|The inevitable hurts and hard knocks of life give all of us ample opportunities to forgive. As Catholics, we may have good intentions of being forgiving people, but are unsure about what forgiveness really is. We may not know how to begin to forgive or, in our anger and pain, might not be convinced that we can or even should try to do it.
In Forgiveness: A Catholic Approach, I present a Catholic understanding of forgiveness, consider how and why Catholics can forgive, and I offer encouragement and hope for those who are struggling to forgive.
The opening chapters of the book clear up common misconceptions about forgiveness by answering questions such as: For whom do we forgive? Does forgiveness let people off the hook? Does forgiving someone more than once make us a doormat or a punching bag? Are there some things that just can’t be forgiven? Is an apology necessary before forgiveness is given? Can we, or should we, forgive and forget? Is there a limit to how much we can be expected to forgive?
Forgiveness is unpacked in later chapters as a decision, a process, and a gift. It’s a decision we make to let go of any desire for revenge or retaliation, which frees us of the bitterness and resentment that can harden our hearts.
Forgiveness is a process because it requires time; we may find ourselves making the decision to forgive over and over again.
Finally, forgiveness is a gift that’s not earned and deserved, and it is freely given without expectations, exceptions, or limits. We are able to give others the gift of forgiveness thanks only to the grace of God, who has first forgiven us.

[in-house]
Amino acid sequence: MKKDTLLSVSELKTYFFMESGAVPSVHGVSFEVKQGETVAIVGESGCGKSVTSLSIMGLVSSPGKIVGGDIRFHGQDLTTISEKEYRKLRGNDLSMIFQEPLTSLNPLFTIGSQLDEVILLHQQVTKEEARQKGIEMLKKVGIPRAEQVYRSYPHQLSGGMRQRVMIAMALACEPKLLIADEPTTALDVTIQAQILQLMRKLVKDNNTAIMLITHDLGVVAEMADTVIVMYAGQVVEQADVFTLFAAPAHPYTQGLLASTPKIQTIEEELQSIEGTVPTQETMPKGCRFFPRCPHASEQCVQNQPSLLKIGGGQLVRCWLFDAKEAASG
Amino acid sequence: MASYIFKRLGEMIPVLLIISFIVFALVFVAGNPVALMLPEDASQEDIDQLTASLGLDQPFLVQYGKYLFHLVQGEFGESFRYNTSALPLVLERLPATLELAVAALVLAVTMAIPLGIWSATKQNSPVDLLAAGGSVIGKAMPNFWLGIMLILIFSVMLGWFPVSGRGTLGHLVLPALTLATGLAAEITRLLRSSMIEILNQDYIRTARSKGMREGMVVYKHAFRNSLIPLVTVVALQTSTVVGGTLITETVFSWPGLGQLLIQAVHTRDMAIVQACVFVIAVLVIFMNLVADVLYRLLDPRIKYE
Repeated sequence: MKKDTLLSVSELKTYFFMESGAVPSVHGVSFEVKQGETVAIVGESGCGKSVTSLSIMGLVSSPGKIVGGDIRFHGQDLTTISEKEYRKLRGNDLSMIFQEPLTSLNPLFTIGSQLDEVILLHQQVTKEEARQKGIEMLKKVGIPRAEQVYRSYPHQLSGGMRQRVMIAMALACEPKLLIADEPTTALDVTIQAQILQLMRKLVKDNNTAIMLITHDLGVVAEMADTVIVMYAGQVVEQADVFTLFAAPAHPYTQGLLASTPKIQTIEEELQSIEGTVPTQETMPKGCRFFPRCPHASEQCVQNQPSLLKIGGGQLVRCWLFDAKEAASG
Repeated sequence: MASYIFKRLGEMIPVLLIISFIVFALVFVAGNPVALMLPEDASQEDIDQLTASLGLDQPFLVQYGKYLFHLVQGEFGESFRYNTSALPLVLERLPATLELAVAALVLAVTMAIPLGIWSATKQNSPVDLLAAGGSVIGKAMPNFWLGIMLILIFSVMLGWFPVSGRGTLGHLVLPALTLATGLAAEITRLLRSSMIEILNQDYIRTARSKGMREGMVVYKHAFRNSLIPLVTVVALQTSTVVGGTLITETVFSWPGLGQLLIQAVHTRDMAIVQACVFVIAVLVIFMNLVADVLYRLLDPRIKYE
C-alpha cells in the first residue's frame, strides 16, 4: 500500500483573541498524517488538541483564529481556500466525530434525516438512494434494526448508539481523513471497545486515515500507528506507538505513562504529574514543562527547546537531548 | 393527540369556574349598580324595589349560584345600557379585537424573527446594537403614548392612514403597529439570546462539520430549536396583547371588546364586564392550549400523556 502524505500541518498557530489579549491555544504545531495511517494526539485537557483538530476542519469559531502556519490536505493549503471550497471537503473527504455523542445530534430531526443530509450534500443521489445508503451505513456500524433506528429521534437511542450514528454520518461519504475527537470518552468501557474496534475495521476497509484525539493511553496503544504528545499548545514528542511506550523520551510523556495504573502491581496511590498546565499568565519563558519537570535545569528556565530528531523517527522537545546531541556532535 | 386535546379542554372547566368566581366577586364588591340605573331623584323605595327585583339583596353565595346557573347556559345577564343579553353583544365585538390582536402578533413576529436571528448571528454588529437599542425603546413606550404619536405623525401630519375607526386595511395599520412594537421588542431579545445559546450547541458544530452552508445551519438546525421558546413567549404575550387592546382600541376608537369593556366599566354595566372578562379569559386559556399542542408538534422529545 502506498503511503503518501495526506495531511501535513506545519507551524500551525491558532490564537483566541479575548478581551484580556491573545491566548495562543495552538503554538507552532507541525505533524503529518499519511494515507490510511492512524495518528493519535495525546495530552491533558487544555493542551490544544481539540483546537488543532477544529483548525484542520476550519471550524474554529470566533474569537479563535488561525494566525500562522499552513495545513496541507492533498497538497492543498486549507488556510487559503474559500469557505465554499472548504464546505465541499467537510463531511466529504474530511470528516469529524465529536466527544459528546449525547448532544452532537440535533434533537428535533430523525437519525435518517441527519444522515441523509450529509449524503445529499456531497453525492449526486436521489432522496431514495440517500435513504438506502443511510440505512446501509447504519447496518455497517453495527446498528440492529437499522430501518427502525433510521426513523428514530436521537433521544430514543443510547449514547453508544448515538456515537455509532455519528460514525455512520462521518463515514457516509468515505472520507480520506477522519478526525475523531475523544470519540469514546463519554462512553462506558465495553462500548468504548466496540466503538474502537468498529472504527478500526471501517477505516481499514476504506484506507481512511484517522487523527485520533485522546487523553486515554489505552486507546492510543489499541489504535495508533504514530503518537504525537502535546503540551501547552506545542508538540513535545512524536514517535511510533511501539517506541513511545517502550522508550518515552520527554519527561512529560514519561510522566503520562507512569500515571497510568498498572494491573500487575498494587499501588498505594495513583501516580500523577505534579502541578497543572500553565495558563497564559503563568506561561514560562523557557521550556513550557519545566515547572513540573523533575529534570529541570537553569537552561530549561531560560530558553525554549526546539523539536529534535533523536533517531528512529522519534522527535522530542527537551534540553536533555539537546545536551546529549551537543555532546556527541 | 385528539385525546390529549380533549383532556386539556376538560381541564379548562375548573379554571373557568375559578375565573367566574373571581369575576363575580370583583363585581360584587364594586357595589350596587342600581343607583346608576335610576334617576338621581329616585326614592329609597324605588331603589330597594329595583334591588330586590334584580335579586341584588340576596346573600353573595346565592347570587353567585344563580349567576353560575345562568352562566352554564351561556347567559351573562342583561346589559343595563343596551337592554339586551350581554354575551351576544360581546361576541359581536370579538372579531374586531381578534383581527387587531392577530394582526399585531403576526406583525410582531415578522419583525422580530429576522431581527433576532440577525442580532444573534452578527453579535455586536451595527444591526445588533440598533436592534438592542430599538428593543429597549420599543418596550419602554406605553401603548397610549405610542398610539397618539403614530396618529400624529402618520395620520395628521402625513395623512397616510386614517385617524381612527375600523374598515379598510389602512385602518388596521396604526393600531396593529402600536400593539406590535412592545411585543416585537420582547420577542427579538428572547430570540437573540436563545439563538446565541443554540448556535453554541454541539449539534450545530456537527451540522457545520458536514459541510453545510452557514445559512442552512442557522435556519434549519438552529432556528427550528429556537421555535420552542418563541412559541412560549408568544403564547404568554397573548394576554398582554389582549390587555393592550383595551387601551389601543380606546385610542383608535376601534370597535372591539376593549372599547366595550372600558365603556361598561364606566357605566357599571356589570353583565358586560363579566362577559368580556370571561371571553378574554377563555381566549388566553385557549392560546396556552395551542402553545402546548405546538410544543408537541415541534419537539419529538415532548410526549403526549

A final section considers practical steps to be take on the journey toward forgiveness, such as receiving God’s forgiveness, forgiving ourselves, finding help from a friend, appreciating anger’s purpose, seeking to understand the one who has hurt us, persevering through pain, and opening ourselves to God’s healing and grace through prayer and sacrament.
Forgiveness: A Catholic Approach is my first book—the fruit of personal experience, pastoral experience, and years of preaching about forgiveness. It is my hope that this work of my heart will also touch yours.
Reverend R. Scott Hurd is a priest of the Archdiocese
of Washington. He currently serves as Executive
Director of the Archdiocese’s Office of the Permanent
Diaconate, assists at St. Hugh of Grenoble Church in
Greenbelt, Maryland, and is liaison with the USCCB for the
implementation of the Apostolic Constitution, Anglicanorum
coetibus. Fr. Hurd began his ordained ministry as an
Episcopal priest and entered the Catholic Church in 1996.
He holds degrees from Oxford University and the University
of Richmond. He and his wife Stephanie live in Virginia with
their three children.